Crown Tundra Review

By Nol. Released: 2021/05/28
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Crown Tundra's Review art

Art by Ticken.


The second half of the Pokémon Sword and Shield Expansion Pass, the Crown Tundra, released in late October of last year. You can read about the first part, the Isle of Armor, in Estronic's fantastic article. The presence of DLC was something new to the Pokémon series, and the two halves of the Expansion Pass differed greatly not just in story, but in features and atmosphere as well. In this article, we'll take a look at the Crown Tundra DLC, how good it really is, and what this step towards DLC could mean for the future of the series.


Starting off on a not-so-positive note, the overworld of the Crown Tundra is pretty disappointing, especially compared to the diverse biomes of the Isle of Armor. About 60% of the landscape is covered in snow, turning it into an endless sheet of white. The single town of Freezington, which serves as the hub area for the story, is the only break in the snowy wasteland. The rest is a meadow-like field of green, suffering from the same general lack of diversity, but in a different color. The ruins in which you find the Hoenn titans are some of the cooler locations, providing a nice callback to Gen 3 with the puzzles required to open them. Ballimere Lake is a welcome breath of fresh air, with bright grass and water and a large colorful tree that initially houses the Galarian Kanto birds, which provides some much needed contrast to the rest of the region. The beaches, forests, and caves of the Isle of Armor are sorely missed in the Crown Tundra.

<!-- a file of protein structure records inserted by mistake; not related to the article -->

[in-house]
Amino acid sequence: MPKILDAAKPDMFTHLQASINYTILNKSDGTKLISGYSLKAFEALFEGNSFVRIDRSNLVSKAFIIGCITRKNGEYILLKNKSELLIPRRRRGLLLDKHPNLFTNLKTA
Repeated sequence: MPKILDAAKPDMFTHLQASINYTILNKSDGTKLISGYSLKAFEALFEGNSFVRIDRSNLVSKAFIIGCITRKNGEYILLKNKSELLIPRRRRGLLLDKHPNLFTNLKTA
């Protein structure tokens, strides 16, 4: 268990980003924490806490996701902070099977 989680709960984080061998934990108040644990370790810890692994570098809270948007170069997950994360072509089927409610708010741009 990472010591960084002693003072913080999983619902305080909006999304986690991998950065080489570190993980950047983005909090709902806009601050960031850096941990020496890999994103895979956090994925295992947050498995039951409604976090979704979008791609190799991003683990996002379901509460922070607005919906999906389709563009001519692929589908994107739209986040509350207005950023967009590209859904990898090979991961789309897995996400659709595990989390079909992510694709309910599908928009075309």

Characters and Story

There are few unique characters in the Crown Tundra, and none very interesting. Peonia is an easily forgettable character, with her only purpose seeming to be to kick off the story, introduce you to Dynamax Adventures, and then... nothing else. Peony, your supposed partner in your adventures, immediately abandons you to do it all yourself despite naming you and him the "Peony Exploration Team", and while his comments on Calyrex's "massive noggin" are funny the first or second time, each successive time it just becomes a played-out joke that quickly loses its humor. Finally, Calyrex itself actually serves as the best of the three notable characters. It tells a compelling story of how it was once revered as the king of the Crown Tundra who eventually faded into legend, and pleads for your help to return its power so that it may once again help the people of the region. It speaks to you through Peony, which can lead to some humorous moments, but ultimately its story and character serves as the strongest and most interesting of the three.